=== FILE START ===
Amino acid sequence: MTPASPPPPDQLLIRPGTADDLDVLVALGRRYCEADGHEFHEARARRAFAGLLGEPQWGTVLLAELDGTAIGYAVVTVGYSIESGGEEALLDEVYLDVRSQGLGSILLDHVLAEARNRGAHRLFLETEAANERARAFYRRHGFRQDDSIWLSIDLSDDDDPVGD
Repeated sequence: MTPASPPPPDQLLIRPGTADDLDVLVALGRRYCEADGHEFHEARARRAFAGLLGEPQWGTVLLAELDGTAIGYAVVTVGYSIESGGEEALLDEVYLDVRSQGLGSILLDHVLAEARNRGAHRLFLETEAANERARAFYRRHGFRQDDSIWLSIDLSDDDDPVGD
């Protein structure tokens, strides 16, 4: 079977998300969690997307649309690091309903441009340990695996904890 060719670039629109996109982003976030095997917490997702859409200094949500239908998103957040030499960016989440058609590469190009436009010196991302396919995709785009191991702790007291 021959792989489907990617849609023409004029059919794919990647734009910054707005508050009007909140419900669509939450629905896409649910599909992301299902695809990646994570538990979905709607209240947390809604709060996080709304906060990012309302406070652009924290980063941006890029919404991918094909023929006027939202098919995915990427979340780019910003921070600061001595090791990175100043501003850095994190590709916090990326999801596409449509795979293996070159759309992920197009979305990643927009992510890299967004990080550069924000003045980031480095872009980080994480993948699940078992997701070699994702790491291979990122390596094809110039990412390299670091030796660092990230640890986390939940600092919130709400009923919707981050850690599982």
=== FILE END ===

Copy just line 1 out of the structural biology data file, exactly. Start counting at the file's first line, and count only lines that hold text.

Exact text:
Amino acid sequence: MTPASPPPPDQLLIRPGTADDLDVLVALGRRYCEADGHEFHEARARRAFAGLLGEPQWGTVLLAELDGTAIGYAVVTVGYSIESGGEEALLDEVYLDVRSQGLGSILLDHVLAEARNRGAHRLFLETEAANERARAFYRRHGFRQDDSIWLSIDLSDDDDPVGD